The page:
This exhibition is organized by the Institute of Contemporary Art, University of Pennsylvania.
Support is provided by the Pasadena Art Alliance.
All exhibitions at LACMA are underwritten by the LACMA Exhibition Fund. Major annual support is provided by Kitzia and Richard Goodman, Meredith and David Kaplan, and Jeffrey Saikhon, with generous annual funding from Terry and Lionel Bell, the Judy and Bernard Briskin Family Foundation, Kevin J. Chen, Louise and Brad Edgerton, Edgerton Foundation, Emily and Teddy Greenspan, Earl and Shirley Greif Foundation, Marilyn B. and Calvin B. Gross, Mary and Daniel James, David Lloyd and Kimberly Steward, Kelsey Lee Offield, David Schwartz Foundation, Inc., Mr. and Mrs. Anthony and Lee Shaw, Lenore and Richard Wayne, Marietta Wu and Thomas Yamamoto, and The Kenneth T. and Eileen L. Norris Foundation.
Cauleen Smith is an interdisciplinary artist whose work reflects on the everyday possibilities of the imagination. The backbone of Smith’s artistic practice is filmmaking, although after years of showing her work in media contexts, she expanded her film and video output through performance, drawing, sculpture, and banners. The series of films and installations in this exhibition reflects Smith’s interest in utopian thinkers, especially artists and musicians who have created new languages through open and improvisational approaches.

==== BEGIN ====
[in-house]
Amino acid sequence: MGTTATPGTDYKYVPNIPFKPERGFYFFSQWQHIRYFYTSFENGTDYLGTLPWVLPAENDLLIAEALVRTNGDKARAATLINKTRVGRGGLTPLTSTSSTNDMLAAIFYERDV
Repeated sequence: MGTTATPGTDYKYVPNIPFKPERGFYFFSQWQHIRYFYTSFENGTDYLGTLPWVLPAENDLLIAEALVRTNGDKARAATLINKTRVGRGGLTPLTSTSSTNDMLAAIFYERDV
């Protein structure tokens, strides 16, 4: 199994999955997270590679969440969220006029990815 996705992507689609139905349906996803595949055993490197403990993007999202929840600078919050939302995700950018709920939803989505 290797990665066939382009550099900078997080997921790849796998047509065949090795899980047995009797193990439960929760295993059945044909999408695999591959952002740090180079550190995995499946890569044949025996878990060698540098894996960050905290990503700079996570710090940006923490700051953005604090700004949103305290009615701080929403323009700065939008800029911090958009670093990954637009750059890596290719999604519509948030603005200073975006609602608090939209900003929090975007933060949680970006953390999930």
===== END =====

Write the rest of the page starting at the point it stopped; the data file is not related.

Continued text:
Give It or Leave It coalesces separate and unrelated histories of spirituality, creativity, and utopianism into a unified emotional cosmos. Musician Alice Coltrane and her ashram, a 1966 shoot by photojournalist Bill Ray at Watts Towers, artist Noah Purifoy and his desert assemblages, and black spiritualist Rebecca Cox Jackson provide sources of inspiration.
The title of the exhibition, Give It or Leave It, challenges the colloquial “take it or leave it,” and reflects the role of generosity and creation in the spiritual and artistic output of the historical figures that inhabit the exhibition. Smith proposes a new rule for a better world: creating something, offering it, and gifting it—regardless of whether the gesture is accepted or rejected.